Goner

Brian Parks
Kraine Theatre, New York
(2006)

Production photo

The British Theatre Guide was allowed a sneak preview of a new production of Brian Parks' Goner. This is a play that was first seen in Edinburgh in 2002 and is now being revived with most of the original cast and director, John Clancy.

This is the start of a year in which there are New York revivals of two other plays directed by Clancy, both of which won Fringe Firsts in Edinburgh, his own Fatboy and C J Hopkins' Screwmachine/Eyecandy each of which will play at 59 East 59th in the spring. This pair will be followed by Americana Absurdum and The Complete Lost Works of Samuel Beckett... at PS 122 in June.

Like Parks' earlier Americana Absurdum, Goner is a poetic but very funny play that must be played at breathless speed in order to achieve its cerebral impact. Also like the earlier piece, it delves deep into the American Psyche and doesn't always find pleasant things when it gets there.

The play is set in a wacky hospital they is presided over by Dr. Wyandotte played by David Calvitto, assisted by Jody Lambert as the wonderfully named Dr. Hoyt Schermerhorn (look on a New York subway map).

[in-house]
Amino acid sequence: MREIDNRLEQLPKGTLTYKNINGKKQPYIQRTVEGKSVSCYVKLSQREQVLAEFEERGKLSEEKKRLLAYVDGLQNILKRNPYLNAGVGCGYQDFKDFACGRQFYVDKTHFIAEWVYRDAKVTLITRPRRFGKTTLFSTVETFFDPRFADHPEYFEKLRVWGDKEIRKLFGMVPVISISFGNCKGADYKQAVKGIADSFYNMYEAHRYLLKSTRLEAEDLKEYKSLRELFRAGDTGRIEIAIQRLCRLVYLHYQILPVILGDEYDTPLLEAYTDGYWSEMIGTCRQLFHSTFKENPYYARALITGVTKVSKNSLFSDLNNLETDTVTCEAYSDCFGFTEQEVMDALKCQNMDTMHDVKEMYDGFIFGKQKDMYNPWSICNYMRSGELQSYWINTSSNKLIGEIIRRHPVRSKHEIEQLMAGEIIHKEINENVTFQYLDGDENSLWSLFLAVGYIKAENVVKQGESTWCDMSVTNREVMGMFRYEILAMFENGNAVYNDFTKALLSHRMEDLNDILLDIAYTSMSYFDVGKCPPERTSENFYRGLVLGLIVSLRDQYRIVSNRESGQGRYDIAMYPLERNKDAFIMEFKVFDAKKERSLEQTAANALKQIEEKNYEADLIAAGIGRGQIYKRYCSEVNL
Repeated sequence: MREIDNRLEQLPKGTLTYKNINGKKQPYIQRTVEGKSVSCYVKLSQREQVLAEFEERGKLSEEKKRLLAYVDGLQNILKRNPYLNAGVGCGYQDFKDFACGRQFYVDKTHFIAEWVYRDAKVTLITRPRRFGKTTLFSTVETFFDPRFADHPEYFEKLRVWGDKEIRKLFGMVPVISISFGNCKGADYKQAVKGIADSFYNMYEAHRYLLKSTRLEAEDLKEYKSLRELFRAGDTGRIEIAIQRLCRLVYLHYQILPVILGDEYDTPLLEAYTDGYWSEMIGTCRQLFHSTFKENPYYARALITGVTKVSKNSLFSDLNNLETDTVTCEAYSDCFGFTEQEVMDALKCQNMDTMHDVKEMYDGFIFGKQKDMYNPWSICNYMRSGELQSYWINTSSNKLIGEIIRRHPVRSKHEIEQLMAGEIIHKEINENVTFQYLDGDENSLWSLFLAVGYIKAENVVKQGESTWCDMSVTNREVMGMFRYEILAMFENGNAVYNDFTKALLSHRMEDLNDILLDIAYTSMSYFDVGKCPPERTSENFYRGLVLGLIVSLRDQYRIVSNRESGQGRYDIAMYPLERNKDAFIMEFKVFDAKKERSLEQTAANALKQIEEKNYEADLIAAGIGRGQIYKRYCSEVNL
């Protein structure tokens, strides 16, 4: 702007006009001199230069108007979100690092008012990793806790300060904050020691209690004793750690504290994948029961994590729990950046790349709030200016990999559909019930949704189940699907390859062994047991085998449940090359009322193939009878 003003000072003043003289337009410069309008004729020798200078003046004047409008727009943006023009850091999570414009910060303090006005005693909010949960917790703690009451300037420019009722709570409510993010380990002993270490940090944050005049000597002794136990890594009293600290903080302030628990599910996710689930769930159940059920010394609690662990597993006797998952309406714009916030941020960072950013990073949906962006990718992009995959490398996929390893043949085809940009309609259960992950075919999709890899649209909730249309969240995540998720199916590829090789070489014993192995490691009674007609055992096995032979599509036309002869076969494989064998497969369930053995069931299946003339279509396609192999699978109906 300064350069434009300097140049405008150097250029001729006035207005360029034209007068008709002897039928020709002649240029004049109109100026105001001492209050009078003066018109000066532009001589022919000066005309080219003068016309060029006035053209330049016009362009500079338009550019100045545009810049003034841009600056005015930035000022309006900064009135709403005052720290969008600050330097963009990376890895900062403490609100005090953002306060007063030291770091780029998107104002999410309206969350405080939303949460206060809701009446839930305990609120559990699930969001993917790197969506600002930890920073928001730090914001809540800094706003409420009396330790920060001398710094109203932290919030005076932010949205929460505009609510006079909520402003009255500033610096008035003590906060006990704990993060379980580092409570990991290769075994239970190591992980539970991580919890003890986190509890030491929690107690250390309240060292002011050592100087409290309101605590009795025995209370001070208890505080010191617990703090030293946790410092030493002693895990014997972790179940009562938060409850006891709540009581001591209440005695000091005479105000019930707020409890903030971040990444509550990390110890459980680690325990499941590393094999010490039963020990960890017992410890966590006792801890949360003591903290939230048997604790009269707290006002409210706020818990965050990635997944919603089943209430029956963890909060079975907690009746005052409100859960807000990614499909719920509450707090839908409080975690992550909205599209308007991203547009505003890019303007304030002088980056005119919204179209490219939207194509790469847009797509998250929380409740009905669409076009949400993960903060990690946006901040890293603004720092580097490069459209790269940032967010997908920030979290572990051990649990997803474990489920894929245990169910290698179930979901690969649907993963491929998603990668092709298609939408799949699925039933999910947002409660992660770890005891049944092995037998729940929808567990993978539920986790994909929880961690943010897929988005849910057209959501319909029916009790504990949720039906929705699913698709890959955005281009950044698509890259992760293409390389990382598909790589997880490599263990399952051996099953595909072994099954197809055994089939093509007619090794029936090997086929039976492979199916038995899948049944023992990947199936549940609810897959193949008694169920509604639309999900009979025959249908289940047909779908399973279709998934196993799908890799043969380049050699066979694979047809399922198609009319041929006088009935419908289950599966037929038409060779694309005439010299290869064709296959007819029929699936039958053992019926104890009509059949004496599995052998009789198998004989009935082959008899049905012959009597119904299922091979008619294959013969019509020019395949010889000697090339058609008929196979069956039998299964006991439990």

As in all of the best medical dramas, the latter quickly falls in love with the former's daughter, Wixom (Jona Tuck). She is also a doctor but aspires to become a film-maker with a particular interest in African American issues.

She isn't the only doctor with ideas for getting rich outside the hospital. One of her colleagues has invented a doll that, in theory at least, is supposed to assist sick children. However, whether they would really appreciate Chemotherapy Barbie (the hair falls out) may be open to question.

The hospital is operating grandly until they get a surprise visitor complete with a bullet in his head, this is the President of the United States of America played by Bill Coelius.

The President is accompanied by two mad FBI agents who see the enemy around every corner. Come to think of it, while the rest of the play may be over the top, this could seem to some to be no more than a reflection of reality in George Bush's angst-ridden United States today.

John Clancy's work is always pacy and exciting and in concert with Brian Parks, this company has come up with an hour-long black satire that should amuse and worry New York audiences throughout its January run.

Reviewer: Philip Fisher